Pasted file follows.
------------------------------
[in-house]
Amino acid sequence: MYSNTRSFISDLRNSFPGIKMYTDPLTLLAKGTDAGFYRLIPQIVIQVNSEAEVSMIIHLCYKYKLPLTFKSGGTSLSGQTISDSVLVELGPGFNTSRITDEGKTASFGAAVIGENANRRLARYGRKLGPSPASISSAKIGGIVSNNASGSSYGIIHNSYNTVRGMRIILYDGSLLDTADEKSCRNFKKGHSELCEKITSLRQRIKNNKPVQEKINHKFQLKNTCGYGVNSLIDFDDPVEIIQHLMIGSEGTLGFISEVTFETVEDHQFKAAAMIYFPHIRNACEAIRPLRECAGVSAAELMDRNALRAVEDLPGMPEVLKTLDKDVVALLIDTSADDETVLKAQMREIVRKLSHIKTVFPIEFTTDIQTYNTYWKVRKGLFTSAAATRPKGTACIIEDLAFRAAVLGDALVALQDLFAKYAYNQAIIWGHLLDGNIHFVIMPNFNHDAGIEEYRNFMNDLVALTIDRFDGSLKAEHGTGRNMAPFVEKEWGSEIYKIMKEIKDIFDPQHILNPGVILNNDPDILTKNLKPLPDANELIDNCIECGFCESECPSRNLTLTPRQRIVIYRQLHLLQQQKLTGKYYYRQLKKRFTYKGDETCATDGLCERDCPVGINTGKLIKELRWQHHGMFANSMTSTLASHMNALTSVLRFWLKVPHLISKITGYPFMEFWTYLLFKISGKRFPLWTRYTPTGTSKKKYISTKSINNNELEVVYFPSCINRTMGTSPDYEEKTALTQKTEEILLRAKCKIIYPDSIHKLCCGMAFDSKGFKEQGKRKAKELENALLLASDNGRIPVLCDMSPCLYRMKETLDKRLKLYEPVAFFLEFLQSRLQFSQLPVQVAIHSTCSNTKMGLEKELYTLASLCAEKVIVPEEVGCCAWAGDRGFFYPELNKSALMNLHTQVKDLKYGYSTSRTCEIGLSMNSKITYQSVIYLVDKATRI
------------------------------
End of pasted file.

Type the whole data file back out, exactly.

[in-house]
Amino acid sequence: MYSNTRSFISDLRNSFPGIKMYTDPLTLLAKGTDAGFYRLIPQIVIQVNSEAEVSMIIHLCYKYKLPLTFKSGGTSLSGQTISDSVLVELGPGFNTSRITDEGKTASFGAAVIGENANRRLARYGRKLGPSPASISSAKIGGIVSNNASGSSYGIIHNSYNTVRGMRIILYDGSLLDTADEKSCRNFKKGHSELCEKITSLRQRIKNNKPVQEKINHKFQLKNTCGYGVNSLIDFDDPVEIIQHLMIGSEGTLGFISEVTFETVEDHQFKAAAMIYFPHIRNACEAIRPLRECAGVSAAELMDRNALRAVEDLPGMPEVLKTLDKDVVALLIDTSADDETVLKAQMREIVRKLSHIKTVFPIEFTTDIQTYNTYWKVRKGLFTSAAATRPKGTACIIEDLAFRAAVLGDALVALQDLFAKYAYNQAIIWGHLLDGNIHFVIMPNFNHDAGIEEYRNFMNDLVALTIDRFDGSLKAEHGTGRNMAPFVEKEWGSEIYKIMKEIKDIFDPQHILNPGVILNNDPDILTKNLKPLPDANELIDNCIECGFCESECPSRNLTLTPRQRIVIYRQLHLLQQQKLTGKYYYRQLKKRFTYKGDETCATDGLCERDCPVGINTGKLIKELRWQHHGMFANSMTSTLASHMNALTSVLRFWLKVPHLISKITGYPFMEFWTYLLFKISGKRFPLWTRYTPTGTSKKKYISTKSINNNELEVVYFPSCINRTMGTSPDYEEKTALTQKTEEILLRAKCKIIYPDSIHKLCCGMAFDSKGFKEQGKRKAKELENALLLASDNGRIPVLCDMSPCLYRMKETLDKRLKLYEPVAFFLEFLQSRLQFSQLPVQVAIHSTCSNTKMGLEKELYTLASLCAEKVIVPEEVGCCAWAGDRGFFYPELNKSALMNLHTQVKDLKYGYSTSRTCEIGLSMNSKITYQSVIYLVDKATRI